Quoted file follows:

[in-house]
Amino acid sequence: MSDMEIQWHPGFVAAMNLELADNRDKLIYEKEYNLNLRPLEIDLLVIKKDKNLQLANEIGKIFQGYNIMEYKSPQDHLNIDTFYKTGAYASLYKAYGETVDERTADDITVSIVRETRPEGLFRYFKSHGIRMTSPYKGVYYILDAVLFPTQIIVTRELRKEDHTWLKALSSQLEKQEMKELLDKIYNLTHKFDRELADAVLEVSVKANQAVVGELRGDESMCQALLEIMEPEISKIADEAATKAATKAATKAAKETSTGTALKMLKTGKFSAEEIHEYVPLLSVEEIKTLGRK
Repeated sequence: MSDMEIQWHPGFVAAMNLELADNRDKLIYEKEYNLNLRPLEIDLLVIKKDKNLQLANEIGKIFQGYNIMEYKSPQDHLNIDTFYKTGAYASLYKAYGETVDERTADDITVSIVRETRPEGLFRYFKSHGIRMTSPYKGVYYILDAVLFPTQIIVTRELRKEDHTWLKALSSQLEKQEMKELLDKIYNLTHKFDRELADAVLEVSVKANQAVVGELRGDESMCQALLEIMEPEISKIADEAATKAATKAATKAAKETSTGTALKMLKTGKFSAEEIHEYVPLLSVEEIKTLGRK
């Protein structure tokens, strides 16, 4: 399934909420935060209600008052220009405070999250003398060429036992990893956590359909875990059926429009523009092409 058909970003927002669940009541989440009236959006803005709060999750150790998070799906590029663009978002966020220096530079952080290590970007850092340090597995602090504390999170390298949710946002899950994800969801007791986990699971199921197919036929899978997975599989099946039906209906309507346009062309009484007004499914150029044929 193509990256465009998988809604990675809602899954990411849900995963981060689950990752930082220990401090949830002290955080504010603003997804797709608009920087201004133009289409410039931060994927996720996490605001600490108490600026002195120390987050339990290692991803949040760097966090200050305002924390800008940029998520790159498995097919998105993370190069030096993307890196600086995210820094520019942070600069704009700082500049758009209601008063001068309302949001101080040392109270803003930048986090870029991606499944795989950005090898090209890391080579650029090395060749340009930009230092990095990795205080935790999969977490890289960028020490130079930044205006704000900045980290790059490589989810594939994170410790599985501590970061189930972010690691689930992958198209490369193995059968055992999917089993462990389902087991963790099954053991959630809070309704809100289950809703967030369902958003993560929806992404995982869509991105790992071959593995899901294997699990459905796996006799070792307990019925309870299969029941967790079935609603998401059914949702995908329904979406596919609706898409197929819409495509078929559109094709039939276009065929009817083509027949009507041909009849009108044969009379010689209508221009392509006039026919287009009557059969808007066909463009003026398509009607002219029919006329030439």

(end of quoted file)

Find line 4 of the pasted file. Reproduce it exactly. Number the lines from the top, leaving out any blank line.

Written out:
């Protein structure tokens, strides 16, 4: 399934909420935060209600008052220009405070999250003398060429036992990893956590359909875990059926429009523009092409 058909970003927002669940009541989440009236959006803005709060999750150790998070799906590029663009978002966020220096530079952080290590970007850092340090597995602090504390999170390298949710946002899950994800969801007791986990699971199921197919036929899978997975599989099946039906209906309507346009062309009484007004499914150029044929 193509990256465009998988809604990675809602899954990411849900995963981060689950990752930082220990401090949830002290955080504010603003997804797709608009920087201004133009289409410039931060994927996720996490605001600490108490600026002195120390987050339990290692991803949040760097966090200050305002924390800008940029998520790159498995097919998105993370190069030096993307890196600086995210820094520019942070600069704009700082500049758009209601008063001068309302949001101080040392109270803003930048986090870029991606499944795989950005090898090209890391080579650029090395060749340009930009230092990095990795205080935790999969977490890289960028020490130079930044205006704000900045980290790059490589989810594939994170410790599985501590970061189930972010690691689930992958198209490369193995059968055992999917089993462990389902087991963790099954053991959630809070309704809100289950809703967030369902958003993560929806992404995982869509991105790992071959593995899901294997699990459905796996006799070792307990019925309870299969029941967790079935609603998401059914949702995908329904979406596919609706898409197929819409495509078929559109094709039939276009065929009817083509027949009507041909009849009108044969009379010689209508221009392509006039026919287009009557059969808007066909463009003026398509009607002219029919006329030439």